Running a Biobank? Here Are Some Tips to Maintain Sample Quality

Biospecimen Management System for Maintaining Sample Quality in Biobanks

August 26, 2021

The study of diseases has greatly evolved over the years as more information can be collected from samples obtained from groups comprising tens, hundreds, or even thousands of subjects. Body fluids or tissues (such as blood or biopsies) can be collected from these donors along with other information such as demographic information and medical history. Thus, there is a need for repositories such as biobanks that can store and manage samples derived from patients as well as healthy donors.

What are Biobanks?

Biobanks are repositories that store biological samples and associated metadata for human research. The process of collecting, storing, and maintaining these samples obtained from patients and healthy donors is known as biobanking. Samples may need to be stored securely for several years for present and future research. Establishing a biobank requires careful control of various steps such as sample collection, processing, storage, and transportation. Therefore, preserving sample quality and integrity is essential, which necessitates rigorous quality control within a biobank to meet present and future needs.

Tips to Maintain Sample Quality

Samples may be required to be used several times, either for a specific study or entirely different projects. Before using a sample, it has to be taken out of freezers and thawed before use. However, repeated freeze-thaw cycles might degrade sample quality and consequently deteriorate the outcome of the research. Thus, the same sample must not be subjected to multiple freeze-thaw cycles. A solution for this is to fractionate samples in small volumes for single use. In this way, a fraction can be used for specific research, while the remaining sample can remain in storage until needed. Consequently, biobanks are required to maintain a log of the number and quantity of samples and aliquots available and record any freeze-thaw cycles.

Adequate storage at temperatures below –80 ºC is essential to maintain sample integrity. Ultra-low temperature freezers are used to store samples for several months. For long-term preservation, lower temperatures (< –150 ºC) are needed; thus, containers with vapor-phase liquid nitrogen must be employed. Samples can be stored in liquid nitrogen for years, but the containers must be routinely checked. Records of maintenance services indicating when nitrogen tanks were refilled or if there were any malfunctions should be maintained.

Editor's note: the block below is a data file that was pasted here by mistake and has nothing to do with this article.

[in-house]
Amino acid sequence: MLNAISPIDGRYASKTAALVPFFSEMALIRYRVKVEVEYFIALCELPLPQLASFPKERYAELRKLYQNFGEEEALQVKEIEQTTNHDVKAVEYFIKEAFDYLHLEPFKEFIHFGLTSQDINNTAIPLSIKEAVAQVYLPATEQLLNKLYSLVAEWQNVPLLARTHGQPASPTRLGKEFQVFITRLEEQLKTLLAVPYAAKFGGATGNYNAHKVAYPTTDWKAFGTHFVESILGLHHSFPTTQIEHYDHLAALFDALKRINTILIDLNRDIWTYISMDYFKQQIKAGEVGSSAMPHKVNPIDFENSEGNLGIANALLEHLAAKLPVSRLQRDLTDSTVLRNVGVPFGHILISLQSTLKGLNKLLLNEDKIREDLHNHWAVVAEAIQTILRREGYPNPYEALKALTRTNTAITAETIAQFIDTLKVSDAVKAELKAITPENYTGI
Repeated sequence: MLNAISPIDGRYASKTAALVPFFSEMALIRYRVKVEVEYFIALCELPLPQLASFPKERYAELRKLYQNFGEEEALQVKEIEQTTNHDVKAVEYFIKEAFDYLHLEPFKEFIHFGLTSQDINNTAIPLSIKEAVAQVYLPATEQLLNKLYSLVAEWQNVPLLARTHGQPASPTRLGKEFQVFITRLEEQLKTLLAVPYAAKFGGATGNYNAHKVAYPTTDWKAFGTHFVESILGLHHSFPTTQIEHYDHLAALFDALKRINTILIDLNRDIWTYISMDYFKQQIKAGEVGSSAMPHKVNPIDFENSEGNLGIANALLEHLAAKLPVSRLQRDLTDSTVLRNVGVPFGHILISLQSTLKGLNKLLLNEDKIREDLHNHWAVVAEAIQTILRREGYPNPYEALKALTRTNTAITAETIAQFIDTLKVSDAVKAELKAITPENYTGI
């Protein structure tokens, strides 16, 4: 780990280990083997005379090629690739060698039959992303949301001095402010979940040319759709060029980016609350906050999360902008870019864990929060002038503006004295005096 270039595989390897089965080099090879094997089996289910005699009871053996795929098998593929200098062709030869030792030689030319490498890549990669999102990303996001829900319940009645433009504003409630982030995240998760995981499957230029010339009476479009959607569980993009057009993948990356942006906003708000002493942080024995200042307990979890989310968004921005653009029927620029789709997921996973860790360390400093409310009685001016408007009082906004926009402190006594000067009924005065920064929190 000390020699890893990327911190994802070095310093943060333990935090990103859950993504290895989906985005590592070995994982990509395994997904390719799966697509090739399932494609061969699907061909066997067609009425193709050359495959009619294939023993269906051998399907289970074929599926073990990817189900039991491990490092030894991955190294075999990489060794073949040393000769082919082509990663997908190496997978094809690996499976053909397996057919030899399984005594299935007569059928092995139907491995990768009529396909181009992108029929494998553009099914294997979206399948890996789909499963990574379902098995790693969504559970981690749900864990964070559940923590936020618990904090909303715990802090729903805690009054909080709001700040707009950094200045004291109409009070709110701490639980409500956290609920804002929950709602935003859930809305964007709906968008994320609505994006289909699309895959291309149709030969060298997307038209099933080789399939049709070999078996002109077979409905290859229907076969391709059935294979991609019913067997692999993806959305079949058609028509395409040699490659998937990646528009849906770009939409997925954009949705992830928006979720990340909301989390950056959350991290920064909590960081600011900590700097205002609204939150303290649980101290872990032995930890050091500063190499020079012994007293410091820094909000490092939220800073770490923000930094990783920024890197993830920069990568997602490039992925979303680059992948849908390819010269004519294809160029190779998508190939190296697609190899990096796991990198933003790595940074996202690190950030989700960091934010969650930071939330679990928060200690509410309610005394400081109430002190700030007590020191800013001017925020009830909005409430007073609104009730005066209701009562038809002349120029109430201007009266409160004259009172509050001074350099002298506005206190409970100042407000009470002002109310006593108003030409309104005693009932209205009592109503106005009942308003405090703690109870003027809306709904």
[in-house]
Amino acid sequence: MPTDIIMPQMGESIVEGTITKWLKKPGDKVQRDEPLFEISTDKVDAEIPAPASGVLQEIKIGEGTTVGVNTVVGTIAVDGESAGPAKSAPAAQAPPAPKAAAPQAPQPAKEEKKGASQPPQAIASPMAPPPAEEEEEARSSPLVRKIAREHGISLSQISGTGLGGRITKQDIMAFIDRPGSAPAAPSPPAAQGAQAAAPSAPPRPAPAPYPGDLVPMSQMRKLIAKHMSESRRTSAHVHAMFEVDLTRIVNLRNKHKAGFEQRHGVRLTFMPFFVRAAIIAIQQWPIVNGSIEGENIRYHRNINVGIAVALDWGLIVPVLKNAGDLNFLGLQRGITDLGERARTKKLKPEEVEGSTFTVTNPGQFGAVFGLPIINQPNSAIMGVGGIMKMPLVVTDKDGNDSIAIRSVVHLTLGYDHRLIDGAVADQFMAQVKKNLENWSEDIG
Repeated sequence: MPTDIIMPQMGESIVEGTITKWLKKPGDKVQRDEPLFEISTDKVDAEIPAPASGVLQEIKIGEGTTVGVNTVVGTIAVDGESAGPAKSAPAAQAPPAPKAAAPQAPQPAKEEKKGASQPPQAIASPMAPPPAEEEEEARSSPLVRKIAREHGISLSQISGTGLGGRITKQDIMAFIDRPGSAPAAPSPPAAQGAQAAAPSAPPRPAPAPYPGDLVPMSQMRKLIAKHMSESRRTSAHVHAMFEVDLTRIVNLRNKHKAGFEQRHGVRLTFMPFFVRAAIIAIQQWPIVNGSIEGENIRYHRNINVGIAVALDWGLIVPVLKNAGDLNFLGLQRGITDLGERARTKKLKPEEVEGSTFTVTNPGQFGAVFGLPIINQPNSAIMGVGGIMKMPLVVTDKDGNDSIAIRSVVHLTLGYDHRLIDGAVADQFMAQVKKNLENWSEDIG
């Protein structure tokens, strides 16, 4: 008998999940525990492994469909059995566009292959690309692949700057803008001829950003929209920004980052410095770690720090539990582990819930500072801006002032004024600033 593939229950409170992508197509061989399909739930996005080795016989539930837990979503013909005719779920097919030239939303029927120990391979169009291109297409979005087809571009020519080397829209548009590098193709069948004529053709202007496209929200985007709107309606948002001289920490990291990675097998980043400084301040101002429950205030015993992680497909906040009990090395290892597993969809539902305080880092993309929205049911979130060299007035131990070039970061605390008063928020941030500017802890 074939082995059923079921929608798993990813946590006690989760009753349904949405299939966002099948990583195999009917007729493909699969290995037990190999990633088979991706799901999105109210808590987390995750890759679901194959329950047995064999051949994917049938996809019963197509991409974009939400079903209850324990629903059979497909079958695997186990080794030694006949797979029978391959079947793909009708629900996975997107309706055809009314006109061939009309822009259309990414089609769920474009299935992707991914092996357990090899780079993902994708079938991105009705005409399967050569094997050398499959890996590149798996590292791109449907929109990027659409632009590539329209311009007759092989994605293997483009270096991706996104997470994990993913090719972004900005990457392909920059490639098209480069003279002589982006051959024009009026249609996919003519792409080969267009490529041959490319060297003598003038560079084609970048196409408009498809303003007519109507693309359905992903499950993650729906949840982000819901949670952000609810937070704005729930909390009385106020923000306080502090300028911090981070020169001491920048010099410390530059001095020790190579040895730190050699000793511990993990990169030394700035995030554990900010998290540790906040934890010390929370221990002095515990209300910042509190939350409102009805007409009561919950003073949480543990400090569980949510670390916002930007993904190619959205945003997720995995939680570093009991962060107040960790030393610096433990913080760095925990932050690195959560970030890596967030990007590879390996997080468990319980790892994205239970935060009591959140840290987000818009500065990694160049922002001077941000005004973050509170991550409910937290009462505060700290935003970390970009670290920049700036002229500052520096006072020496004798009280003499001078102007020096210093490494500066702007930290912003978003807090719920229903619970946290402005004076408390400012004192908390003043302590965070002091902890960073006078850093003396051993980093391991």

To maintain the integrity of biological samples, they should be frozen and recovered using automated systems. Manual systems are usually labor-intensive, which makes them prone to human errors. Moreover, fluctuations in temperature can have detrimental effects on biological samples. When storing a large number of samples, the use of heat-sealed tubes provides better storage because they offer easier handling and high sample integrity at low temperatures than screw caps. There are automated systems that can uniformly seal these tubes, eliminating errors arising from manual screwing. Additionally, proper labeling of samples is essential for their seamless tracking.

Role of a Biobanking LIMS in Maintaining Sample Quality & Integrity

A biobanking LIMS, also known as a biospecimen management system, helps biobanks securely manage all the required sample information to facilitate research. It tracks freeze-thaw cycles, maintains a record of the storage temperature of each sample, and generates custom sample and storage reports. It also helps manage donor data, consent and anonymizes protected health information of donors to safeguard their privacy. It helps locate stored samples, generates sample labels, and ensures sample integrity by standardizing biobanking workflows.

A biospecimen management system can be integrated with temperature monitoring systems to monitor the temperature inside and outside freezers. Furthermore, it raises an alarm if the storage temperature falls below the optimal temperature. A LIMS also helps follow biobanking regulatory guidelines and best practices, such as ISO 20387:2018, EU GDPR, HIPAA, 21 CFR Part 11, ISBER, and NCI Best Practices.

Conclusion

The emerging demand for personalized medicine creates a need to collect more and more samples and gather specific data. Biobanks are responsible for managing a large amount of annotated sample data and for providing high-quality samples to researchers for clinical trials, cohort studies, drug discovery, and research on life-threatening diseases, such as cancer and heart diseases. Biobanks face numerous operational, data management, and regulatory challenges on a daily basis. A biospecimen management system helps maintain sample quality by managing the complete history of each sample from accessioning to disposal. It enhances operational efficiency and enables biobanks to follow sample management best practices. It also helps biobanks follow regulatory guidelines with ease, automate workflows, eliminate data silos, ensure data security and sample integrity.


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